We sat sipping Traverse Bay Cherry Reisling in my living room, Michael the non-theist, and I the Christ follower, sorting through our thoughts of spirituality and loving your neighbor. Both of us when we run across people with hands open usually give what we can, though Michael told a story about being approached at a stoplight by a woman with a sob story asking for help and how the tears immediately shut off when she found out he only had a dollar in his wallet. You just never know, and so what then? A hardened heart seems a steeper price to pay than being deceived now and again.
But there was this one man who seemed different than others. Michael ran across him downtown a short while ago when Michael himself was homeless and living in his truck. The man was hungry and Michael, with only $20 to his name, gave the guy five of that. There was just something honest and real about him. And when the man found out that Michael too was without a home he invited him to come with him to McDonald's and eat together. It reminded me of the woman I picked up on the street recently, who was trying to carry grocery bags, including one that had ripped most of the way down. When I dropped her off she said, "Now you know where I live so you'll have to stop in for coffee". The smallest drop of kindness in the world creates instant kinship.
With Michael and the other man there was the added bond of mutual homelessness. They kept talking, sharing their stories, and the other guy said that he was trying to scrape up $15 to settle a debt that must be paid before his parole officer could get him a job. He was caught in a crazy Catch-22, needing money to be eligible for work, and needing work to provide the money for his debt. Really, I'm telling the truth, the guy said. I'll call my parole officer and he'll tell you. Michael, who even when flush doesn't hand out more than change or a buck to those who ask for money on the street, decided to give the man his last $20. He brushed off the man's request for contact information to pay him back, and told him he just needed to get things square, get a job and than help somebody else out. Pay it forward.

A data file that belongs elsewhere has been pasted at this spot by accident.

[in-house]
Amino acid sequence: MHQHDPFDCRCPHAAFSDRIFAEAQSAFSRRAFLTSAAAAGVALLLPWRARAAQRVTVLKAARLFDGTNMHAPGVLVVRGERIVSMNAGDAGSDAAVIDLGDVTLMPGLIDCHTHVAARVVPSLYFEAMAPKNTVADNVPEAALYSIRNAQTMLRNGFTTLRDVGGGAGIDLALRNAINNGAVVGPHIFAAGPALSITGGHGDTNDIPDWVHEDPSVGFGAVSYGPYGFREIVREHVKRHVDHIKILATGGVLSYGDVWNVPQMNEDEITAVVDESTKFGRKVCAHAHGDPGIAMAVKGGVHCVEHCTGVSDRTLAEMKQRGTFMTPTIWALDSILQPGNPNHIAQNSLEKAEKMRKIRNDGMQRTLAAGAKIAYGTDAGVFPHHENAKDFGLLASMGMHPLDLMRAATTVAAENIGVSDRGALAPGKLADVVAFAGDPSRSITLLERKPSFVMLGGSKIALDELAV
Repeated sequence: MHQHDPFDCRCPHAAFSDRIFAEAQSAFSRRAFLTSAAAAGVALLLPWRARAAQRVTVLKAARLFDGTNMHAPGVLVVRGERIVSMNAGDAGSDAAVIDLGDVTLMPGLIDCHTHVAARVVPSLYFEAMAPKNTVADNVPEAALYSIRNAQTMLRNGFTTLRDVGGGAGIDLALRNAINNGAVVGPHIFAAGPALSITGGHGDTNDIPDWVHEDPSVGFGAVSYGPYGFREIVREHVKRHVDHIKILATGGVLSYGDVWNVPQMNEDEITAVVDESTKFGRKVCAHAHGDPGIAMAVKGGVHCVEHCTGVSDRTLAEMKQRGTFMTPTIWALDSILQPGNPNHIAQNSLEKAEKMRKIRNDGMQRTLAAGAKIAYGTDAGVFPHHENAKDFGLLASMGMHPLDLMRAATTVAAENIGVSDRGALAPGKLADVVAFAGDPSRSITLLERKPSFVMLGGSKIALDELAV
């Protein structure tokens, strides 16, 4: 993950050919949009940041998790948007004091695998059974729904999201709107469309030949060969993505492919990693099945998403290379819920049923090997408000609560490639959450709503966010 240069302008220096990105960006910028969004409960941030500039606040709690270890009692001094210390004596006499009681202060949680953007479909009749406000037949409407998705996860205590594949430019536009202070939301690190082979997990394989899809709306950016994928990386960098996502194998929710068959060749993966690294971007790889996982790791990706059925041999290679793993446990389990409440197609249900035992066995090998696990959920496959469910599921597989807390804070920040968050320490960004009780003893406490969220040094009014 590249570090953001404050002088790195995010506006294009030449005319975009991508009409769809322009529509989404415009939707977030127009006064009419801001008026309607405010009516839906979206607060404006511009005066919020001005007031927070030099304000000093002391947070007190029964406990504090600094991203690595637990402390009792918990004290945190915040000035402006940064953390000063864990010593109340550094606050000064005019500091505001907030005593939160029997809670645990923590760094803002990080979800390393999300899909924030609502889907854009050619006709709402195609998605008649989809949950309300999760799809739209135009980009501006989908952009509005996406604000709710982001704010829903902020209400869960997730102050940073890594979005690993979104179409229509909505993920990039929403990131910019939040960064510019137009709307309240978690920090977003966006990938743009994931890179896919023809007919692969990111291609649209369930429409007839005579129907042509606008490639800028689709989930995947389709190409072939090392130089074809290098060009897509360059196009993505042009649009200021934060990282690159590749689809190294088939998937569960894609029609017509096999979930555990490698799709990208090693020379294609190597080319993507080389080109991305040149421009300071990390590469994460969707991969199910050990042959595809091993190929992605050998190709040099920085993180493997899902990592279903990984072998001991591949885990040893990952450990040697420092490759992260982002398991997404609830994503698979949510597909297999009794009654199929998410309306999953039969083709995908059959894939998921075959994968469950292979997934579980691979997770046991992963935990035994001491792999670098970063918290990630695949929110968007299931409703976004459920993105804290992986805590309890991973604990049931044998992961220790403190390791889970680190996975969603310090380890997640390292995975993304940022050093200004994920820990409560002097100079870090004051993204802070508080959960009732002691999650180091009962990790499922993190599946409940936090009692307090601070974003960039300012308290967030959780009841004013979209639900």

I sat raptly while Michael told me his story, forgetful of the wine glass in my hand. "I knew the guy was telling the truth," Michael said. "I knew it was what I was supposed to do. I could feel this energy, this healing energy, all around us."
"That energy," I replied. "That's what I call God." And in that moment a bridge buckled and drew us both to the center, into a middle of understanding each other.